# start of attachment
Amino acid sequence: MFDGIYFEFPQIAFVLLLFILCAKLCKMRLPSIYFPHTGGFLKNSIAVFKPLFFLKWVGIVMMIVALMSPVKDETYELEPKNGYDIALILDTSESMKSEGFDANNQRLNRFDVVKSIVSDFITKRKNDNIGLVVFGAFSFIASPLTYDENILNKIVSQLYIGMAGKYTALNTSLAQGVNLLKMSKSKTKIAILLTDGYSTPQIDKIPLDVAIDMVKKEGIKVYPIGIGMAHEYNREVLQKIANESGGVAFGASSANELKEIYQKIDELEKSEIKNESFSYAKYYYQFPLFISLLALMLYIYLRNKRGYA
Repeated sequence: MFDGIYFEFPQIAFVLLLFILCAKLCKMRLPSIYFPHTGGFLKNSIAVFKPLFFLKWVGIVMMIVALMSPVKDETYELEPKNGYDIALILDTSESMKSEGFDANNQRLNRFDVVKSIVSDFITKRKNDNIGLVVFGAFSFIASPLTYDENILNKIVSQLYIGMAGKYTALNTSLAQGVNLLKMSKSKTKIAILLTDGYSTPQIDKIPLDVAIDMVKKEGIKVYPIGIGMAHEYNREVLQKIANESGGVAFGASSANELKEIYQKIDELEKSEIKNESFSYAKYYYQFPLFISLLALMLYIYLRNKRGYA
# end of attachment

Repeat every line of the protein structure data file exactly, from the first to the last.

Amino acid sequence: MFDGIYFEFPQIAFVLLLFILCAKLCKMRLPSIYFPHTGGFLKNSIAVFKPLFFLKWVGIVMMIVALMSPVKDETYELEPKNGYDIALILDTSESMKSEGFDANNQRLNRFDVVKSIVSDFITKRKNDNIGLVVFGAFSFIASPLTYDENILNKIVSQLYIGMAGKYTALNTSLAQGVNLLKMSKSKTKIAILLTDGYSTPQIDKIPLDVAIDMVKKEGIKVYPIGIGMAHEYNREVLQKIANESGGVAFGASSANELKEIYQKIDELEKSEIKNESFSYAKYYYQFPLFISLLALMLYIYLRNKRGYA
Repeated sequence: MFDGIYFEFPQIAFVLLLFILCAKLCKMRLPSIYFPHTGGFLKNSIAVFKPLFFLKWVGIVMMIVALMSPVKDETYELEPKNGYDIALILDTSESMKSEGFDANNQRLNRFDVVKSIVSDFITKRKNDNIGLVVFGAFSFIASPLTYDENILNKIVSQLYIGMAGKYTALNTSLAQGVNLLKMSKSKTKIAILLTDGYSTPQIDKIPLDVAIDMVKKEGIKVYPIGIGMAHEYNREVLQKIANESGGVAFGASSANELKEIYQKIDELEKSEIKNESFSYAKYYYQFPLFISLLALMLYIYLRNKRGYA